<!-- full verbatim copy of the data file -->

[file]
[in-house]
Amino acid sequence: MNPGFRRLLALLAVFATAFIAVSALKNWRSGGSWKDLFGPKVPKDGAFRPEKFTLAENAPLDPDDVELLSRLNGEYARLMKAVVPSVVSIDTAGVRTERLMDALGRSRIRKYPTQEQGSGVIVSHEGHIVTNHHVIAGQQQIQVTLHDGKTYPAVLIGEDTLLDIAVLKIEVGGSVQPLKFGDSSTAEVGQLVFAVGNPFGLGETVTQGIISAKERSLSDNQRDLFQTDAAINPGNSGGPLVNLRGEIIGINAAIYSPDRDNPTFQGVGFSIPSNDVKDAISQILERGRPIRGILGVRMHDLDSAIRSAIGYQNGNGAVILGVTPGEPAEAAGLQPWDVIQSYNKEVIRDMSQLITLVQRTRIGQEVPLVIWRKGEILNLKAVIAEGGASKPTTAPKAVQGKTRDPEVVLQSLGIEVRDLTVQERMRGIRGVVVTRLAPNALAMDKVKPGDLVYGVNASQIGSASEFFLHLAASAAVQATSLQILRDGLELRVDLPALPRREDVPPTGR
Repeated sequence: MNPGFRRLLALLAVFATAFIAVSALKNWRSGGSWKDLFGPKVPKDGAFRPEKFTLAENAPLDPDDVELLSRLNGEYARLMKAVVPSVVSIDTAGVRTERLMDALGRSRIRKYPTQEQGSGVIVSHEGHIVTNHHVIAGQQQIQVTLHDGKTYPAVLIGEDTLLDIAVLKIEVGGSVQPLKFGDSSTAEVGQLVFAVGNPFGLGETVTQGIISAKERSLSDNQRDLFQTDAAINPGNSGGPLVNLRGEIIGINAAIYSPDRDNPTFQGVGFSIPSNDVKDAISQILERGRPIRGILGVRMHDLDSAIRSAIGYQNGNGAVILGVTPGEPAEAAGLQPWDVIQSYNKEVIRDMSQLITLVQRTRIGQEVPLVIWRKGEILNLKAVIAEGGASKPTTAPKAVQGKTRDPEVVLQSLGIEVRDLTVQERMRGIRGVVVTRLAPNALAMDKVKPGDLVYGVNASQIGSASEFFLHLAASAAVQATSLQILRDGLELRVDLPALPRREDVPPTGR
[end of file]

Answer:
[in-house]
Amino acid sequence: MNPGFRRLLALLAVFATAFIAVSALKNWRSGGSWKDLFGPKVPKDGAFRPEKFTLAENAPLDPDDVELLSRLNGEYARLMKAVVPSVVSIDTAGVRTERLMDALGRSRIRKYPTQEQGSGVIVSHEGHIVTNHHVIAGQQQIQVTLHDGKTYPAVLIGEDTLLDIAVLKIEVGGSVQPLKFGDSSTAEVGQLVFAVGNPFGLGETVTQGIISAKERSLSDNQRDLFQTDAAINPGNSGGPLVNLRGEIIGINAAIYSPDRDNPTFQGVGFSIPSNDVKDAISQILERGRPIRGILGVRMHDLDSAIRSAIGYQNGNGAVILGVTPGEPAEAAGLQPWDVIQSYNKEVIRDMSQLITLVQRTRIGQEVPLVIWRKGEILNLKAVIAEGGASKPTTAPKAVQGKTRDPEVVLQSLGIEVRDLTVQERMRGIRGVVVTRLAPNALAMDKVKPGDLVYGVNASQIGSASEFFLHLAASAAVQATSLQILRDGLELRVDLPALPRREDVPPTGR
Repeated sequence: MNPGFRRLLALLAVFATAFIAVSALKNWRSGGSWKDLFGPKVPKDGAFRPEKFTLAENAPLDPDDVELLSRLNGEYARLMKAVVPSVVSIDTAGVRTERLMDALGRSRIRKYPTQEQGSGVIVSHEGHIVTNHHVIAGQQQIQVTLHDGKTYPAVLIGEDTLLDIAVLKIEVGGSVQPLKFGDSSTAEVGQLVFAVGNPFGLGETVTQGIISAKERSLSDNQRDLFQTDAAINPGNSGGPLVNLRGEIIGINAAIYSPDRDNPTFQGVGFSIPSNDVKDAISQILERGRPIRGILGVRMHDLDSAIRSAIGYQNGNGAVILGVTPGEPAEAAGLQPWDVIQSYNKEVIRDMSQLITLVQRTRIGQEVPLVIWRKGEILNLKAVIAEGGASKPTTAPKAVQGKTRDPEVVLQSLGIEVRDLTVQERMRGIRGVVVTRLAPNALAMDKVKPGDLVYGVNASQIGSASEFFLHLAASAAVQATSLQILRDGLELRVDLPALPRREDVPPTGR